The Toxic Personality – Searching for a Solution

23-11-2009 | steve | Uncategorized |

In the Harvard Business Review (April 2009), Porath and Pearson studied rude behaviour in the office, polling thousands of managers and employees across diverse companies. The impact of negative behaviour upon coworkers was significant:

38% decreased their work quality
48% decreased their work effort
66% said their performance declined

Most importantly, a majority of respondents spent an undue amount of energy avoiding the toxic person or worrying about the last incident; time and energy that could have been directed at improving the bottom line.

The toxic personality is very adept at camouflage and claim to be unaware of their behaviours (though I think that Larry’s boss is well aware of his).

There is something you can do! In upcoming editions of Ignition I will dig deeper into solutions, but here are three basic steps to help minimize the effect and strength of a toxic personality:

1.  Don’t turn the other cheek. As with the bully in the playground, a toxic personality requires direct dialogue: targeted feedback that requires courage and a dose of fierce conversation. Remember to focus on the behaviour, not the person, and be specific as to what was observed and felt. “Just the facts” works best here.

2.  Use the power of the team and create a set of norms. Craft a set of guidelines that everyone agrees to. Identify behaviours that are valued and those that are not. Determining the consequences when someone breaks the rules will add strength to the guidelines and allow the group to regulate themselves.

3.  Check yourself. As difficult as this sounds, you may be part of the problem, so complete a self assessment of your behaviours. Are you “greasing the rails” and adding to an already toxic workplace by being silent or joining in? Are you living your values and do they align with that of the organization? You may be surprised to discover that there is a disconnect that needs attention. If in doubt, seek some feedback from a variety of sources to validate your insights.

Addressing toxicity in your workplace isn’t a quick and easy process. Following the steps above will not make all the negativity disappear but it is a start; a spark that can be fanned and encouraged.

When I think of Larry’s situation, some efforts to minimize the impacts of a toxic personality could have prevented the exodus of expertise and talent that has now created a gap in the company he left behind. How much time, money and energy will be required to fill Larry’s shoes?

I suspect, considerable.

The Toxic Personality – a definition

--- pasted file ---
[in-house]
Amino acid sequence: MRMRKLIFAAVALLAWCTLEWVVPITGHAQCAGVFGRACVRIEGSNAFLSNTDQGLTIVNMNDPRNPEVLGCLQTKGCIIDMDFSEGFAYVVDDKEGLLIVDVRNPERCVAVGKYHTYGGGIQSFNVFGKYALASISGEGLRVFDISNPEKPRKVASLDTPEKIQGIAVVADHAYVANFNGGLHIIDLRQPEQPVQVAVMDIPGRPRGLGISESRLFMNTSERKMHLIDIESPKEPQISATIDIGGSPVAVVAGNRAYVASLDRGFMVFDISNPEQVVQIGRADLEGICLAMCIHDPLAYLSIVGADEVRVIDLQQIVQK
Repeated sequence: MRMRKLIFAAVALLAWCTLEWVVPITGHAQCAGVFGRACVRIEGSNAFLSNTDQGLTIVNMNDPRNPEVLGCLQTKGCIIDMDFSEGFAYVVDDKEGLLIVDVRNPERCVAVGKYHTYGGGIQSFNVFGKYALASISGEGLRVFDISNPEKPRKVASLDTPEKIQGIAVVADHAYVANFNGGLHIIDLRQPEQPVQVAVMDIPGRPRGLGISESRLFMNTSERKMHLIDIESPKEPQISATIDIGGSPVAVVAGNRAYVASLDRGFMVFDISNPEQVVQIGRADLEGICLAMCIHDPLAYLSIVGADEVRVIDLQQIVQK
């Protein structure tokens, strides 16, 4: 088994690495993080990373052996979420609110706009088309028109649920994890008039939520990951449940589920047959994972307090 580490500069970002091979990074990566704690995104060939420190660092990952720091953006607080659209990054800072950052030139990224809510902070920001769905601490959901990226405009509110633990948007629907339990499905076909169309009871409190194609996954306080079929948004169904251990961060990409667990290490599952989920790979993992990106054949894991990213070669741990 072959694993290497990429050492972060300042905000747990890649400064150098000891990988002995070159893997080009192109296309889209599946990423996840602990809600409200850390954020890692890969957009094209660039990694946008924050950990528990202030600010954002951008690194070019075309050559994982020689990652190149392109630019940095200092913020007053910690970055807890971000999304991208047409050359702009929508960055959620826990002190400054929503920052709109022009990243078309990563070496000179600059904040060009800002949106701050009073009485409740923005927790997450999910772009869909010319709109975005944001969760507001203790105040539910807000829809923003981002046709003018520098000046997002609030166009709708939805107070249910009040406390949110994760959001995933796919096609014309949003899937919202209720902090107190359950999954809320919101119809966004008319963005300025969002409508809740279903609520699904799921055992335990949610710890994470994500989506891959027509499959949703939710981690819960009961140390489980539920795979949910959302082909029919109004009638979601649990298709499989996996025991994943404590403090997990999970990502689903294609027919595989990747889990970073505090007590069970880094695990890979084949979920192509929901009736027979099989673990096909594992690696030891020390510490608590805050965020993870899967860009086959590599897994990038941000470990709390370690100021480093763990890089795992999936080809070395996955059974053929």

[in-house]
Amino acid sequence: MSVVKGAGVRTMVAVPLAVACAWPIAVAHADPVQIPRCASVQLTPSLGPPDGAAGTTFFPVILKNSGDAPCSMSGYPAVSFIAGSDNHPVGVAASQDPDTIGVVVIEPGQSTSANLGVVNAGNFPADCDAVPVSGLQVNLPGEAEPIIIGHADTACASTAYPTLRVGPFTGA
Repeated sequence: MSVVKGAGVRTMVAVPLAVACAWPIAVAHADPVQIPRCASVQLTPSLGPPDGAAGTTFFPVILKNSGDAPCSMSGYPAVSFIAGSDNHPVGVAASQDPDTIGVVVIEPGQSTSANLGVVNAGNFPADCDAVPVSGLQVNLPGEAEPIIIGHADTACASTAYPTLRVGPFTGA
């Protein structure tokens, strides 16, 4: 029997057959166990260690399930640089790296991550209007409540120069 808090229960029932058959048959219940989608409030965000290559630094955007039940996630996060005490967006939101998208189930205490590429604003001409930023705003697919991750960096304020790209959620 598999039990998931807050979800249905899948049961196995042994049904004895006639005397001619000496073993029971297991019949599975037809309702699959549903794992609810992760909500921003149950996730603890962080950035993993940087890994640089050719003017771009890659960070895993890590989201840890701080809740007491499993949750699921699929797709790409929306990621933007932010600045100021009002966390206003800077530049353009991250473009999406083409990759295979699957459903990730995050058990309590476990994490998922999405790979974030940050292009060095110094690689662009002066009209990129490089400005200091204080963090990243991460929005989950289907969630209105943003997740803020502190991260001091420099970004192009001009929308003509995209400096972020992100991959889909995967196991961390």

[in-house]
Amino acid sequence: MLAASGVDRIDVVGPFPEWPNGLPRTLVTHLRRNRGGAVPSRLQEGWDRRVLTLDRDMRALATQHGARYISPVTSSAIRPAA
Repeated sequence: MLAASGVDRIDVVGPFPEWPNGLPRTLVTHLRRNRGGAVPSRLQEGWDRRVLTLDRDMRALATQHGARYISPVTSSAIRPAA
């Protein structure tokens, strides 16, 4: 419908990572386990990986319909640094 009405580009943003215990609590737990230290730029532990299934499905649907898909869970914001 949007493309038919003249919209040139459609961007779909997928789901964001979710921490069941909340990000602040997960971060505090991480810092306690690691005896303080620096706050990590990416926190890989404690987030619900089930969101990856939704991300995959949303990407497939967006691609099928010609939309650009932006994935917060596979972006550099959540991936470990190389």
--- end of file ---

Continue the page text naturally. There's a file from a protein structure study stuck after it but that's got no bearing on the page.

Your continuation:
10-11-2009 | steve | Toxic Personalities |

Anyone who knows me well knows that I enjoy delving into personality profiles, behaviours and traits.  As a practitioner of change and workplace performance, my attention turns to the many facets of the toxic personality; how it is impacting our workplace and each other.  With a view as to what makes a healthy work environment you can expect a number of my future blogs focused on this subject.  What strategies, what tactics and what can be done to restore productivity and civility back in our jobs.

Today, I met with Larry, one of the most upbeat guys I know. Larry was so excited about his new job. He loved the company he used to work for so I was surprised by the change. When asked what prompted the decision to move, he related that he had tired of working for a tyrant of a boss. Larry’s story was riddled with examples of rudeness, bullying, sarcasm, incivility, rumour mongering, overblown ego, demeaning emails, and profane language; all the telltale signs of a toxic personality in full swing. Faced with these challenges, Larry made a valiant effort to work around them, but after being exposed to this poisonous person for a period of term, Larry decided he had had enough. He was tired, depressed and “sucked dry” of energy. More importantly, it was affecting his own behavior, and through him his family and friends as well.

Sadly, while Larry has been able to escape such a terrible working environment, Larry’s previous colleagues continue to work with a boss that makes life challenging.

The toxic personality as those who continually show a pattern of behaviour that hinders individuals and teams from achieving their potential. Not just behaviours but “BADhaviours” that breakdown relationships, minimize contributions and stunt performance.

With the economic realities facing companies today, no organization can afford to ignore a toxic workplace and the personalities that foster it. However, exposing toxic elements that exist in the workplace is not an easy process.  In my next blog, I’ll touch on what can be done to identify and help make changes to behaviours.